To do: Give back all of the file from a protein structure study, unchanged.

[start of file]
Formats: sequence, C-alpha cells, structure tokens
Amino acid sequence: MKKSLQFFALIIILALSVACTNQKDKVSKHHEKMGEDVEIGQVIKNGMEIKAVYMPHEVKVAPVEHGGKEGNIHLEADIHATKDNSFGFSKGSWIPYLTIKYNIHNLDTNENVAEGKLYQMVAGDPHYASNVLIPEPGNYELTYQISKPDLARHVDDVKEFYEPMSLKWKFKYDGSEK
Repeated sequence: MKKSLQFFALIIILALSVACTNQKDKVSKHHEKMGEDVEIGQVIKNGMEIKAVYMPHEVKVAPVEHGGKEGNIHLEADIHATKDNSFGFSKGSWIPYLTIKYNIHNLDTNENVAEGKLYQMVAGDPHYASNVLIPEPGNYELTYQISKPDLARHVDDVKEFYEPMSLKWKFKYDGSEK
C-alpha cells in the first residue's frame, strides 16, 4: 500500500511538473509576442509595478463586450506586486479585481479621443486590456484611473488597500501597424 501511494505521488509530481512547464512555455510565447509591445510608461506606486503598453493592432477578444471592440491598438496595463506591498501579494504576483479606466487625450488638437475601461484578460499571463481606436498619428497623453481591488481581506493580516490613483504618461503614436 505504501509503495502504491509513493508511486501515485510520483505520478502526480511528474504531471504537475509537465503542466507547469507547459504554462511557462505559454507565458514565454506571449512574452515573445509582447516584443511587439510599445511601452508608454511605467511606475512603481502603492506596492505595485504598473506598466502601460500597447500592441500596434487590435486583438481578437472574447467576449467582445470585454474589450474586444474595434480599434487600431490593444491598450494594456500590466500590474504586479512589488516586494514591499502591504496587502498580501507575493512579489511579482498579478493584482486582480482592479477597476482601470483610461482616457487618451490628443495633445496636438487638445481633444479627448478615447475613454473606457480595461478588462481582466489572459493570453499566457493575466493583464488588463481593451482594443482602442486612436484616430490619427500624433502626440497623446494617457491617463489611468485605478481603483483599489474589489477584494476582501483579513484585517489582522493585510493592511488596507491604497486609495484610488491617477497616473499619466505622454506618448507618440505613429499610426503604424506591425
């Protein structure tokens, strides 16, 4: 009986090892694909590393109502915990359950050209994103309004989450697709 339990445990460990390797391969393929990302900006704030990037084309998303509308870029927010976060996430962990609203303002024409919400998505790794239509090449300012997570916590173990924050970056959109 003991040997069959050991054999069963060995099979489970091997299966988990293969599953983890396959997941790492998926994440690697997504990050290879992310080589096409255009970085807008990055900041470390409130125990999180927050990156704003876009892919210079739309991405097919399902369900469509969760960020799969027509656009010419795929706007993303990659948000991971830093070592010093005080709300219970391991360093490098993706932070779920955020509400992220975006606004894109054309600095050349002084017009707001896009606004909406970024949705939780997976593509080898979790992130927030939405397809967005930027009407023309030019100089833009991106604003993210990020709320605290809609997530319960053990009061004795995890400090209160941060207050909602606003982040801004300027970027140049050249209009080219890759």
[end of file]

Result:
Formats: sequence, C-alpha cells, structure tokens
Amino acid sequence: MKKSLQFFALIIILALSVACTNQKDKVSKHHEKMGEDVEIGQVIKNGMEIKAVYMPHEVKVAPVEHGGKEGNIHLEADIHATKDNSFGFSKGSWIPYLTIKYNIHNLDTNENVAEGKLYQMVAGDPHYASNVLIPEPGNYELTYQISKPDLARHVDDVKEFYEPMSLKWKFKYDGSEK
Repeated sequence: MKKSLQFFALIIILALSVACTNQKDKVSKHHEKMGEDVEIGQVIKNGMEIKAVYMPHEVKVAPVEHGGKEGNIHLEADIHATKDNSFGFSKGSWIPYLTIKYNIHNLDTNENVAEGKLYQMVAGDPHYASNVLIPEPGNYELTYQISKPDLARHVDDVKEFYEPMSLKWKFKYDGSEK
C-alpha cells in the first residue's frame, strides 16, 4: 500500500511538473509576442509595478463586450506586486479585481479621443486590456484611473488597500501597424 501511494505521488509530481512547464512555455510565447509591445510608461506606486503598453493592432477578444471592440491598438496595463506591498501579494504576483479606466487625450488638437475601461484578460499571463481606436498619428497623453481591488481581506493580516490613483504618461503614436 505504501509503495502504491509513493508511486501515485510520483505520478502526480511528474504531471504537475509537465503542466507547469507547459504554462511557462505559454507565458514565454506571449512574452515573445509582447516584443511587439510599445511601452508608454511605467511606475512603481502603492506596492505595485504598473506598466502601460500597447500592441500596434487590435486583438481578437472574447467576449467582445470585454474589450474586444474595434480599434487600431490593444491598450494594456500590466500590474504586479512589488516586494514591499502591504496587502498580501507575493512579489511579482498579478493584482486582480482592479477597476482601470483610461482616457487618451490628443495633445496636438487638445481633444479627448478615447475613454473606457480595461478588462481582466489572459493570453499566457493575466493583464488588463481593451482594443482602442486612436484616430490619427500624433502626440497623446494617457491617463489611468485605478481603483483599489474589489477584494476582501483579513484585517489582522493585510493592511488596507491604497486609495484610488491617477497616473499619466505622454506618448507618440505613429499610426503604424506591425
């Protein structure tokens, strides 16, 4: 009986090892694909590393109502915990359950050209994103309004989450697709 339990445990460990390797391969393929990302900006704030990037084309998303509308870029927010976060996430962990609203303002024409919400998505790794239509090449300012997570916590173990924050970056959109 003991040997069959050991054999069963060995099979489970091997299966988990293969599953983890396959997941790492998926994440690697997504990050290879992310080589096409255009970085807008990055900041470390409130125990999180927050990156704003876009892919210079739309991405097919399902369900469509969760960020799969027509656009010419795929706007993303990659948000991971830093070592010093005080709300219970391991360093490098993706932070779920955020509400992220975006606004894109054309600095050349002084017009707001896009606004909406970024949705939780997976593509080898979790992130927030939405397809967005930027009407023309030019100089833009991106604003993210990020709320605290809609997530319960053990009061004795995890400090209160941060207050909602606003982040801004300027970027140049050249209009080219890759």